• Met with team members of Native Seed Search and recruited a volunteer for the Prickly Pear Festival
  • Met with members of Local Arizona First, including Kimber Lanning and Chef Gabe Gardner, to discuss Commercial Kitchen concepts.
  • Completed a logo design for the Community Harvesters.
  • Shot a Youtube video for Community Harvesters.
  • Hosted a photo shoot inside Leo’s for an upcoming theatrical performance in Phx.

We’re now building partnerships with key individuals and organizations to support the success of the festival, and the expansion of educational opportunities at Leo’s Community Development Center.

We have a lot going on in February, including hosting a 3 day governance workshop with Sociocracy expert, Diana Leafe Christian, conducting more interviews about what makes Superior unique, and additional partnership meetings for the Prickly Pear Festival.

Onward and Upward!!

Superior’s Prickly Pear Festival To Be Managed By Local Non-Profit Organization Regenerating Sonora

Exciting news for our organization and our town as whole!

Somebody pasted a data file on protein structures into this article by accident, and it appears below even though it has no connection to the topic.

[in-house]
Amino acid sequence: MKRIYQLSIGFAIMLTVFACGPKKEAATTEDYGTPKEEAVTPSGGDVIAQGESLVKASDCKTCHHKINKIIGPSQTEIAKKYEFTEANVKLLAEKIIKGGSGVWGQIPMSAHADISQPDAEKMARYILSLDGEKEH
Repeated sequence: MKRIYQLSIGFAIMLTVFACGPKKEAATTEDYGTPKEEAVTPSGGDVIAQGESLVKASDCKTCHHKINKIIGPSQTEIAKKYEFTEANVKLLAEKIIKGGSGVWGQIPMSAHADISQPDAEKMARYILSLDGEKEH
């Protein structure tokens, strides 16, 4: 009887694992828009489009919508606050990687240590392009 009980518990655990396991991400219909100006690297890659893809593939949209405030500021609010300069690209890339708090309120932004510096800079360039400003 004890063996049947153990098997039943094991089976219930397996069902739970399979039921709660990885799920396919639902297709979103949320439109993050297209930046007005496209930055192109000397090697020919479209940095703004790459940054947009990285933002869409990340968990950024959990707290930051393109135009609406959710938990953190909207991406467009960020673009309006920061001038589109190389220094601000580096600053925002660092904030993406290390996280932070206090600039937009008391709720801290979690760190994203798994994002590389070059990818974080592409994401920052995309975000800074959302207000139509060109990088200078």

For the past nine years, the Prickly Pear Festival has been successfully organized by the Superior Chamber of Commerce, achieving a steady increase and broad attendance. The Chamber has voted unanimously to transfer all rights and responsibilities of the event so they can dedicate efforts to their business members.
Regenerating Sonora is a newly founded nonprofit organization dedicated to revitalizing and enriching the quality of life in Superior and its surroundings, its hub of operation is at the Leo’s Community Development Center (formerly Leo’s market) located on 52 North Pinal Ave.

“We are thrilled to take responsibility for the Prickly Pear Festival. This event fits perfectly with our mission to enhance life in Superior and provide exciting and regenerative activities for everyone to participate in.”
~ Christopher Casillas Co- Founder of Regenerating Sonora.

Stay tuned for more updates on this.

Onward and Upward!

Regenerating Sonora: Winter Update